Canned wine producer, has seen its volume increase eight-fold over the past several years.*
“What we found so far, having trouble with getting cans, only kicked in recently,” says Alex Butti, the vice president of operations for Drink Bev, which makes 250ml cans of two whites and a rose from California’s Central Coast. “When we were doing less volume, we had no trouble sourcing cans. But when we outgrew our vendors, finding cans in the short term has been difficult.”.
In this, it’s not so much that there aren’t enough cans, say wine producers and can vendors. Rather, the difficulty in finding is coming from increased demand from consumers, who increased canned beverage consumption during the various coronavirus lockdowns across the US, as well as the supply chain failing to keep pace with increased demand.
We have analyzed red wines listed in the wine shops of Texas, USA.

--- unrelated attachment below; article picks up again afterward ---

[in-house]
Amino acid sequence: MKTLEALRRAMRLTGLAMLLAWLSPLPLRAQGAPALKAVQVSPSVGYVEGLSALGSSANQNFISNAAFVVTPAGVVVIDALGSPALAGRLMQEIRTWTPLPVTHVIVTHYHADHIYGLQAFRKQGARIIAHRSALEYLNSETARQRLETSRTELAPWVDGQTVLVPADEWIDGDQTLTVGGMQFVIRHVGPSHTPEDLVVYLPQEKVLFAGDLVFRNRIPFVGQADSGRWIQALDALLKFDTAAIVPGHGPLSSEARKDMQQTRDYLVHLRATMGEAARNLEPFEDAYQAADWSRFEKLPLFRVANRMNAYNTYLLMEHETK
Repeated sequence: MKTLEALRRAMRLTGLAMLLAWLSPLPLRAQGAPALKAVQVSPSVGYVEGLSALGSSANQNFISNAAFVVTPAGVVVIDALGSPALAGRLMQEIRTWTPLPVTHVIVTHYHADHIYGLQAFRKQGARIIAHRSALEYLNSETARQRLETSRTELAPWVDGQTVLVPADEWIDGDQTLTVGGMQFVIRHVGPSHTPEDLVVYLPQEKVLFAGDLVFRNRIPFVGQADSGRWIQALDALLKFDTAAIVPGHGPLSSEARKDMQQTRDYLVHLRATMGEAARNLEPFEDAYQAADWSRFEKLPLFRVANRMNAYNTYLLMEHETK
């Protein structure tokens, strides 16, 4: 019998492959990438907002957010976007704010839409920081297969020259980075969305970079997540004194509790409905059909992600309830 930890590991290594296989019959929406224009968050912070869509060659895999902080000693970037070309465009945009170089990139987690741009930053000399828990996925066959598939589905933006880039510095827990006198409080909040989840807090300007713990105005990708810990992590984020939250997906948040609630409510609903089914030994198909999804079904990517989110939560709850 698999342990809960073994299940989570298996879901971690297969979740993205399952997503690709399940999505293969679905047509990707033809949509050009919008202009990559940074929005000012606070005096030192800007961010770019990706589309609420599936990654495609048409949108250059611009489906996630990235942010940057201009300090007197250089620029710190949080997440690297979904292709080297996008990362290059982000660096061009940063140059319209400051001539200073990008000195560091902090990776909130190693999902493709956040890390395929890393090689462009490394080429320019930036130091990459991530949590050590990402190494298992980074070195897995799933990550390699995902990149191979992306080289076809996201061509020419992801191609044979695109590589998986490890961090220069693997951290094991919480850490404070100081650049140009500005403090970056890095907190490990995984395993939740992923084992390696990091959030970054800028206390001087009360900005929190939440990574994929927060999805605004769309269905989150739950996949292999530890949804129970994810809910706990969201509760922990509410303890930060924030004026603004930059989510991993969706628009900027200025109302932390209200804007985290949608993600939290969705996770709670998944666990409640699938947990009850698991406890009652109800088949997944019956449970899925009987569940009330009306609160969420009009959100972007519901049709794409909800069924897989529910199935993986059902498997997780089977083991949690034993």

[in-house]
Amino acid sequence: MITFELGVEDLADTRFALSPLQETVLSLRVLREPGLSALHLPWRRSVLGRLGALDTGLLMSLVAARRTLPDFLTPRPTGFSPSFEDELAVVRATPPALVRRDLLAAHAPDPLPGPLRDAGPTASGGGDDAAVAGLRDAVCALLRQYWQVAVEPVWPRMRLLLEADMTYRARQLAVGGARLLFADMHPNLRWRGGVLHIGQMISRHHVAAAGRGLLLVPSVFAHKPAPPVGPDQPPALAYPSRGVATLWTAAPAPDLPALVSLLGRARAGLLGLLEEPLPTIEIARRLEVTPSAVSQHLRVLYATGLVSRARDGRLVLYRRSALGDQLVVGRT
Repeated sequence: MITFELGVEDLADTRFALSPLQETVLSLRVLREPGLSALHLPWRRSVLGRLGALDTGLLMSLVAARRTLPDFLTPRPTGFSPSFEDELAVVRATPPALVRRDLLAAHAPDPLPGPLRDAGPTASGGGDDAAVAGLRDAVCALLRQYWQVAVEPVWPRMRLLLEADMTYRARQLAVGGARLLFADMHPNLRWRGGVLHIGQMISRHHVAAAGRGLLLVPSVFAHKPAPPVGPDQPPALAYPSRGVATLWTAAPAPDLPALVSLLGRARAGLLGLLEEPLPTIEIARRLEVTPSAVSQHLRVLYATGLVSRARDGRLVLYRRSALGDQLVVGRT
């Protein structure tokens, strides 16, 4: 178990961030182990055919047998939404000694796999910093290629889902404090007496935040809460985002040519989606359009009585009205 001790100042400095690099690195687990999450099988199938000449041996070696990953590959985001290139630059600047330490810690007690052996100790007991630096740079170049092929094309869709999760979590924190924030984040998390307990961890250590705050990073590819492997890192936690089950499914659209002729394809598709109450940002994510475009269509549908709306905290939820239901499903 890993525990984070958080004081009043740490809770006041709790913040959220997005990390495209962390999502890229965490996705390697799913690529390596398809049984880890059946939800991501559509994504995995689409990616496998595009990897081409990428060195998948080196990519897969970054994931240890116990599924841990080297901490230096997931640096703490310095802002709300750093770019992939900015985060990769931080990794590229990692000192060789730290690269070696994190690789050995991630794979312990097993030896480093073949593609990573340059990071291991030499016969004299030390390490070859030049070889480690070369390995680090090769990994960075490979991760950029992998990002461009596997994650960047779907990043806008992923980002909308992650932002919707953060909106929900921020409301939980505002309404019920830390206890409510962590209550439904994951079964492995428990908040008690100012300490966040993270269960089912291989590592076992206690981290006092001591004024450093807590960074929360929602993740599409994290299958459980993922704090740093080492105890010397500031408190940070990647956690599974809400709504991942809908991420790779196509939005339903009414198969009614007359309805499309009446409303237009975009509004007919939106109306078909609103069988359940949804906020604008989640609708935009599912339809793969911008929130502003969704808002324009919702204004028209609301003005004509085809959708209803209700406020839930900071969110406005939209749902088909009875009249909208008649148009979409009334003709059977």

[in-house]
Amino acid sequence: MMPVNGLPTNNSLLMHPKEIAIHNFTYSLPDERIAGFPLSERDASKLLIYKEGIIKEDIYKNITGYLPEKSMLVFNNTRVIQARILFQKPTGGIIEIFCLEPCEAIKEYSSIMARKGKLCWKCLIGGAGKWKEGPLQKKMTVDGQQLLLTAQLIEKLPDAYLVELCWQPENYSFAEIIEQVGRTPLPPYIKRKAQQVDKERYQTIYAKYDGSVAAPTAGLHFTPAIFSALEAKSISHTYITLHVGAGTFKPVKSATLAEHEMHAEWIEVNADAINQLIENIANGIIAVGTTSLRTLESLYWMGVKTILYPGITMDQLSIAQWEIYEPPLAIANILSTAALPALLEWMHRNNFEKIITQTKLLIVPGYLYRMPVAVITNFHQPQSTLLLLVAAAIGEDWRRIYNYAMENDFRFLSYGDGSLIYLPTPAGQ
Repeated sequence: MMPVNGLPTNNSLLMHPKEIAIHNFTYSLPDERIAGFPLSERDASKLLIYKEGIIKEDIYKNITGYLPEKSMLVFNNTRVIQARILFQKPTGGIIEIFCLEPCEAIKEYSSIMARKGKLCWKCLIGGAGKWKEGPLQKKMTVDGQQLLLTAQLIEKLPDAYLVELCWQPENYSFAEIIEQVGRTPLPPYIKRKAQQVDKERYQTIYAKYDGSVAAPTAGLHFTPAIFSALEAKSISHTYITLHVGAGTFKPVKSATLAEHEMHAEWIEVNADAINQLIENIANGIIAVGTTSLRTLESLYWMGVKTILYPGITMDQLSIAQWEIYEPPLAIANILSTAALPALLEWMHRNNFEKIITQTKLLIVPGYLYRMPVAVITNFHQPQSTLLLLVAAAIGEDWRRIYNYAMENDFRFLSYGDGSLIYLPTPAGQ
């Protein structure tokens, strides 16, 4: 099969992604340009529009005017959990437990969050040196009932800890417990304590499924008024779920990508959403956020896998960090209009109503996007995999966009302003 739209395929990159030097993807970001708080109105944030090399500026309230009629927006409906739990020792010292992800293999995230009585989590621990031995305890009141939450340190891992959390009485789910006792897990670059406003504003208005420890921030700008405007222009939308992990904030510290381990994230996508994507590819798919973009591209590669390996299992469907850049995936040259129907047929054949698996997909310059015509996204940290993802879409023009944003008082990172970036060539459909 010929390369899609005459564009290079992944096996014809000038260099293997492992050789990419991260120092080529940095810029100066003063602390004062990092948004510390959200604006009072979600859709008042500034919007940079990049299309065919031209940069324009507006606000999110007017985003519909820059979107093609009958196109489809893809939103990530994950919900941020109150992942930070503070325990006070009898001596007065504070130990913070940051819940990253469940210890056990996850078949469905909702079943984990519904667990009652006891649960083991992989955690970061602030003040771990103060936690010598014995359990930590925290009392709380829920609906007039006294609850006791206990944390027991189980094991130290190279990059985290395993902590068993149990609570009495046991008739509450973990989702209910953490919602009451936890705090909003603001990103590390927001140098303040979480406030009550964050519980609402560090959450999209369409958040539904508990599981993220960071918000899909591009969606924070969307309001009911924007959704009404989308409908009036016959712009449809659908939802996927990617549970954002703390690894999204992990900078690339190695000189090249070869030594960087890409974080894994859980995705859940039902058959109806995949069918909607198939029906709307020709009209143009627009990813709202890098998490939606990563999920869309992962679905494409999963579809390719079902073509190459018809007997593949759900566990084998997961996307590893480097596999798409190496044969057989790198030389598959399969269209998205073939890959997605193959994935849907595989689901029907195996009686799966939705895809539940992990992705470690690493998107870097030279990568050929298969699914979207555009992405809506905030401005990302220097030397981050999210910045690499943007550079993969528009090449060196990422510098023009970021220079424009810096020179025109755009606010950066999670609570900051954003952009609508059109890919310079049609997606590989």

Can prices haven’t necessarily increased, say producers. Instead, it’s just taking longer to get cans for filling – anywhere from one to eight weeks. Iit’s not about a supply shortage as much as it is about taking longer for cans to get from manufacturers to bottlers. In addition, inventories at bottlers are significantly smaller than they were at the beginning of the year.
This is an especial problem for US canned wine producers, who package their product in three different sizes – 187ml, 250ml, and 375ml – for a variety of reasons, including government regulation based on the size of a standard wine bottle. By comparison, most US beer and soft drinks come in 12-ounce (about 355 ml) cans. This one size fits all have made it less difficult for the latter to find cans.
“Yes, there is a very high demand for the 250 ml format for wine at this time as it’s a popular size for most beverages,” says Heather Clauss, chief commercial officer for California’s FreeFlow Wines.
A few years ago, Jordan Winery** decided to start sharing this vinous data. Here's our latest chart of U.S. wine consumption by state, which ranks who drank the most Jordan Cabernet Sauvignon.
3. New Jersey
4. New York
By David BECK
Director at WINE ANALYTICS